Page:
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Save money with fish heads and potato scraps

We all like to moan and complain about how there is not enough money in our budgets at the end of the month. Well, here is a simple step that could save a family of four $1,500 a year: Stop wasting food. It sounds flippant, but it is not. About 40 percent of the food America produces goes to waste. Separate out households from commercial entities like restaurants, and around 20 percent of what we purchase at the supermarket eventually finds its way into the trash bin, estimates Dana Gunders, senior scientist at the National Resources Defense Council and author of the new book "Waste-Free Kitchen Handbook."It is not a minor expense: The USDA estimates that food waste amounts to around 2 million calories a year for a family of four, costing roughly $1,500, which is over $100 a month for the family, or $375 per person annually."Nobody wakes up in the morning wanting to waste food, but it happens in little bits and pieces," says Gunders. "We are so price-sensitive in the store, but when we get home and eventually throw out a quarter of the cheese we just bought, we don't realize that's another $1.50."Reducing food waste takes planning and discipline. The book by Gunders gives 85 tips for reducing waste in various food items. Some of these this site Shop deliberately, from a list, for just a couple of meals ahead of time. Otherwise your eyes will be bigger than your stomach, and much of what you buy will end up in the trash. -- Use up leftovers by making catch-all dishes like soups, stir-frys, fried rice, frittatas and risottos. -- Stale bread? Make menus involving croutons, French toast, or bread pudding.-- Learn to store food properly. For instance, lettuce usually lasts longer in the crisper, while apples, mushrooms and peppers need more aeration and do better outside those drawers.-- Do not get freaked out by expiration dates, Gunders advises. These are just a manufacturer's best guess about peak freshness. Use your judgment; do not throw away food just because of a number on a carton. For more pointers on maximizing food budgets, we talked to a few high-end chefs. In the restaurant world with its razor-thin margins, if you do not utilize every possible scrap of food in your kitchen, you are out of business.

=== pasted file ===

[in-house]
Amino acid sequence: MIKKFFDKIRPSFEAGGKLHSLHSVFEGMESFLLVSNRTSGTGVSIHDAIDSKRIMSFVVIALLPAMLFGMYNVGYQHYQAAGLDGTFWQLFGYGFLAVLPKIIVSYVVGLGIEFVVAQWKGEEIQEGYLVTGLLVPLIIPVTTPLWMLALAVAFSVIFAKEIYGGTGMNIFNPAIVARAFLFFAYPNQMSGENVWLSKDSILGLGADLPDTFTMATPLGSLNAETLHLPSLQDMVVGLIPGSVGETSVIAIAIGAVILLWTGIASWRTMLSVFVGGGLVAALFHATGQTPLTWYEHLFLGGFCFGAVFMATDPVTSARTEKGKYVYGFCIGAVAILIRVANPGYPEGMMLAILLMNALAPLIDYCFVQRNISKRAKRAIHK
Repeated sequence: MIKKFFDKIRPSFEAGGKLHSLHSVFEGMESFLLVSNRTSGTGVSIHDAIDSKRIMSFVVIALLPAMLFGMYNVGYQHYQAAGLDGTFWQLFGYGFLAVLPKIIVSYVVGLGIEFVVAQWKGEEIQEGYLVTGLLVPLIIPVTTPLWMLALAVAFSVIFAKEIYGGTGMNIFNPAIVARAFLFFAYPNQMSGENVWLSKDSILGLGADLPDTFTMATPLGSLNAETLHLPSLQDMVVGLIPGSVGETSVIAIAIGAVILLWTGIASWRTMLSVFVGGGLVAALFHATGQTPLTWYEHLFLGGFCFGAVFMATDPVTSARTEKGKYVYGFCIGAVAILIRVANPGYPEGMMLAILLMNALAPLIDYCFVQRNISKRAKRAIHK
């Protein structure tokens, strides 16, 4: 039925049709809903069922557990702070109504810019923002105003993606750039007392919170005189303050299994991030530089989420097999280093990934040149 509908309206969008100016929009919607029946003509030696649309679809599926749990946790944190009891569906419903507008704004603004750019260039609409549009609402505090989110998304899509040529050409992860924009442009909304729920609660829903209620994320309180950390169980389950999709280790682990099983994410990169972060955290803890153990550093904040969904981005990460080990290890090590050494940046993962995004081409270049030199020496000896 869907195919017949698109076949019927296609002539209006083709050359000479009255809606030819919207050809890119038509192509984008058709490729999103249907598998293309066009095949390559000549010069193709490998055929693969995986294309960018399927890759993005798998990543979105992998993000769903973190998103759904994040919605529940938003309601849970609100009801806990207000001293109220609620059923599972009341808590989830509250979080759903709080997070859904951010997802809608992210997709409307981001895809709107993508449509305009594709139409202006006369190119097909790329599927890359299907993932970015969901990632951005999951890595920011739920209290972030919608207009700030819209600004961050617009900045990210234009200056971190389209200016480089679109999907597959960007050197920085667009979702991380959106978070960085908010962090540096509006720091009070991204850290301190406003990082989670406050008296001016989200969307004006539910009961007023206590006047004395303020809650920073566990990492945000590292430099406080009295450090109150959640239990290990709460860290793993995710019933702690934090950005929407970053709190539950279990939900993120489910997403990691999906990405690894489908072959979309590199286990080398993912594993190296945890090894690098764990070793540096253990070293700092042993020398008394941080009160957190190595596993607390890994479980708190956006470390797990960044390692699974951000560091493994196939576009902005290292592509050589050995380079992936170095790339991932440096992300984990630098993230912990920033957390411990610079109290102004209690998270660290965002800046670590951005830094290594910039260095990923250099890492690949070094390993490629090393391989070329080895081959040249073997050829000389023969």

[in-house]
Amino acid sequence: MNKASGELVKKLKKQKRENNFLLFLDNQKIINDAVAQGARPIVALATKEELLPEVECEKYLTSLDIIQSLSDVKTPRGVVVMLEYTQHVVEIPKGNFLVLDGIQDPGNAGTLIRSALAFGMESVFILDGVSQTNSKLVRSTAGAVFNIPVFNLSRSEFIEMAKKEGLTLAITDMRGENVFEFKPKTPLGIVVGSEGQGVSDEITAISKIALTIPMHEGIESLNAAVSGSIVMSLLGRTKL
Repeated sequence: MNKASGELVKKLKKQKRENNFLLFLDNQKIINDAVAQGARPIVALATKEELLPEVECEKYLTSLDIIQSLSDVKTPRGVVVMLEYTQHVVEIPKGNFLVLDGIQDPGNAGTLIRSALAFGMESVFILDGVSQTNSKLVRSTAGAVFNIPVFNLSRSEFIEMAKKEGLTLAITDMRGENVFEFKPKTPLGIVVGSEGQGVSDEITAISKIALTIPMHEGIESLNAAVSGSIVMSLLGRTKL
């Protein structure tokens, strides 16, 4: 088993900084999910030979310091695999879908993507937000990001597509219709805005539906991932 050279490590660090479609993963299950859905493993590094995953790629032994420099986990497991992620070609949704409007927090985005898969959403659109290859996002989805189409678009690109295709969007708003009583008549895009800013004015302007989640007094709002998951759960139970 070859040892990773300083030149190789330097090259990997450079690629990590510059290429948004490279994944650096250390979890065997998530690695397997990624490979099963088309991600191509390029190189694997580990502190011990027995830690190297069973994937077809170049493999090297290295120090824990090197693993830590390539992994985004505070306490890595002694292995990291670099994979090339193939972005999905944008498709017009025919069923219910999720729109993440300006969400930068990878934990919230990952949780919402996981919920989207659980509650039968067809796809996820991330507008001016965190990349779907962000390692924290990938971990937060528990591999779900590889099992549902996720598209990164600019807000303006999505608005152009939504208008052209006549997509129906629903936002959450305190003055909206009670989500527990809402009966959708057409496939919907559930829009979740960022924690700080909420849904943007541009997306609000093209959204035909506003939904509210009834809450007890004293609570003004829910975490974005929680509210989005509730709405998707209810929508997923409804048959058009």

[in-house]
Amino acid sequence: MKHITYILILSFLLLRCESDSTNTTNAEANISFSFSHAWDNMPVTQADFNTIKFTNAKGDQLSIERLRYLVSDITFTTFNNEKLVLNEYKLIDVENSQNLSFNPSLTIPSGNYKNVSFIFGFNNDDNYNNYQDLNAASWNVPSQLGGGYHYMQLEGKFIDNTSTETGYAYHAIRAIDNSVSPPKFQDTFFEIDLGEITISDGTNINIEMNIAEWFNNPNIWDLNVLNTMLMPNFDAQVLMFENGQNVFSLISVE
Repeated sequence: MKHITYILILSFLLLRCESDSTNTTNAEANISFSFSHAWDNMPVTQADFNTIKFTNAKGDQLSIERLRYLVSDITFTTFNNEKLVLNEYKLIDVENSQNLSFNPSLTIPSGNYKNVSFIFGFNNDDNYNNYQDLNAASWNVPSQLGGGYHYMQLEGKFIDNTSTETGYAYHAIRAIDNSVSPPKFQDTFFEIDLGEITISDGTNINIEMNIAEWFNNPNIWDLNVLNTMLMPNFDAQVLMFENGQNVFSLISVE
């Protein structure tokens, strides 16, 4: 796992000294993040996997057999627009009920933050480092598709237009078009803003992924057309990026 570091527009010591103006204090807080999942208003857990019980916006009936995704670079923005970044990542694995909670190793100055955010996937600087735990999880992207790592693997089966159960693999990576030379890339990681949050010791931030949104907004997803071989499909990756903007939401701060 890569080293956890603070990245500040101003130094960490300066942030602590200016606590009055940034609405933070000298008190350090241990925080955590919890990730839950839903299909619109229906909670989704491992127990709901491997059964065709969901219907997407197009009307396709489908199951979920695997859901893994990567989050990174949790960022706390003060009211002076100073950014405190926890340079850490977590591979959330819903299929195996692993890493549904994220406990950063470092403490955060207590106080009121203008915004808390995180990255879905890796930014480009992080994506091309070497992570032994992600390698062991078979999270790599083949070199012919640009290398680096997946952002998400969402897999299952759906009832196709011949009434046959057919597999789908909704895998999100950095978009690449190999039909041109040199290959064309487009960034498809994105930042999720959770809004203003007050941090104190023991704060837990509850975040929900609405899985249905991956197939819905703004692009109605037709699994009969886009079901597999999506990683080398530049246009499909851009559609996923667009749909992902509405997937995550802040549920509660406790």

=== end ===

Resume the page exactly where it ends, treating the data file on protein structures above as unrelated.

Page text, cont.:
* Fish headsMost consumers toss them, but Marjorie Meek-Bradley, executive chef of Washington, D. C.'s Ripple, and a contestant on "Top Chef," likes to debone the head and make lettuce wraps with the meat.* Carrot topsAlong with the leafy tops of other root vegetables, says Meek-Bradley, they make the foundation of an excellent pesto sauce.

* Potato scrapsDon't get rid of them, say Bruce and Eric Bromberg of Blue Ribbon Restaurants. They are ideal for making potato pancakes.* Kale stemsThe natural instinct is to toss them, but they make crispy, healthy, kale fries, say the Brombergs.* Citrus juice

If you have some left over, it makes an ideal kitchen cleaner, says John Johnson of Four Seasons New York. It is biodegradable, non-toxic, and degreases like nothing else.* Bones"I always use leftover chicken or turkey bones to make soup," says Troy Guard, chef of Denver-based TAG Restaurant Group.* Plant scraps. Tomato insides, carrot peels, day-old brown rice, mushroom stems? You have got yourself a tasty veggie burger, says Guard. Or, if you have some wildflowers or leftover herb cuttings from your garden, they can provide delicious flavoring for jars of honey, says David Wardynski of Omni Amelia Island Plantation Resort.* Protein trimmingsObviously not every scrap of meat will make it onto a nicely plated steak, chicken breast or pork chop. But Guard says those extra trimmings can easily go into enchiladas, tacos, or on top of homemade pizzas.

Trlpc springer raises extra 700 mln euro loan for macmillan merger

Feb 27 German publisher Springer Science+Business Media is raising an extra 700 million euros ($786.31 million) of leveraged loans to back its merger with nature publisher Macmillan Science and Education, banking sources said on Friday. Germany's Holtzbrinck, which owns Macmillan Science and Education and publishes Nature and Scientific American magazines, will combine most of its business with BC Partners' Springer unit, which publishes scientific, technical and medical books and journals. The merger is being backed with a new incremental loan denominated in euros and dollars that will be added to Springer's existing loans, the sources said.

The new loan includes a 600 million euro-equivalent term loan and a 100 million euro revolving credit facility. Pricing on the term loan is expected to be in line with Springer's existing term loans which pay 375 basis points (bp), with a 1 percent Libor/Euribor floor, sources said.

Libor floors guarantee minimum returns for investors. Goldman Sachs is leading the euro tranche and JP Morgan is leading the dollar tranche. The financing will be launched to investors at a bank meeting on March 3 in London and commitments are due on March 17.

The arranging banks will also ask Springer's existing loan investors to approve a waiver allowing change of control to avoid triggering a debt repayment. Holtzbrinck will own 53 percent of the joint company and BC Partners will own 47 percent. The enlarged group will have 1.5 billion euros in annual sales and 13,000 employees. BC Partners bought Springer Science in 2013 for 3.3 billion euros, backed with 2.6 billion euros of loans, some of which were repriced on more attractive terms a year later, according to Thomson Reuters LPC data. ($1 = 0.8902 euros)